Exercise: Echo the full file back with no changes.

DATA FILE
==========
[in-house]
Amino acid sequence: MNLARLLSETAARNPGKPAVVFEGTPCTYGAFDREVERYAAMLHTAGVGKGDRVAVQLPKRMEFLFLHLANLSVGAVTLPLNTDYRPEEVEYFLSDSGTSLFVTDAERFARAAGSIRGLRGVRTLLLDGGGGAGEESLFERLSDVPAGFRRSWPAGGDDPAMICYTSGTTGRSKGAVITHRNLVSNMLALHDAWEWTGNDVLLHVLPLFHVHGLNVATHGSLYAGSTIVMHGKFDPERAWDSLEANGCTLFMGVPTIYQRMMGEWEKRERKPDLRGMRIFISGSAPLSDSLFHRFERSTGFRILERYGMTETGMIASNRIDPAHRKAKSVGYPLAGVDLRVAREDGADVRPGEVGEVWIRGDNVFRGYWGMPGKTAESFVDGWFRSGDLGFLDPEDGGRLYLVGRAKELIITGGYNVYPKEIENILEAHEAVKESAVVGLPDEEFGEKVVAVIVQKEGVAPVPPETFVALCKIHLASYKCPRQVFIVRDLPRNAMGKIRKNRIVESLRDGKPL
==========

[in-house]
Amino acid sequence: MNLARLLSETAARNPGKPAVVFEGTPCTYGAFDREVERYAAMLHTAGVGKGDRVAVQLPKRMEFLFLHLANLSVGAVTLPLNTDYRPEEVEYFLSDSGTSLFVTDAERFARAAGSIRGLRGVRTLLLDGGGGAGEESLFERLSDVPAGFRRSWPAGGDDPAMICYTSGTTGRSKGAVITHRNLVSNMLALHDAWEWTGNDVLLHVLPLFHVHGLNVATHGSLYAGSTIVMHGKFDPERAWDSLEANGCTLFMGVPTIYQRMMGEWEKRERKPDLRGMRIFISGSAPLSDSLFHRFERSTGFRILERYGMTETGMIASNRIDPAHRKAKSVGYPLAGVDLRVAREDGADVRPGEVGEVWIRGDNVFRGYWGMPGKTAESFVDGWFRSGDLGFLDPEDGGRLYLVGRAKELIITGGYNVYPKEIENILEAHEAVKESAVVGLPDEEFGEKVVAVIVQKEGVAPVPPETFVALCKIHLASYKCPRQVFIVRDLPRNAMGKIRKNRIVESLRDGKPL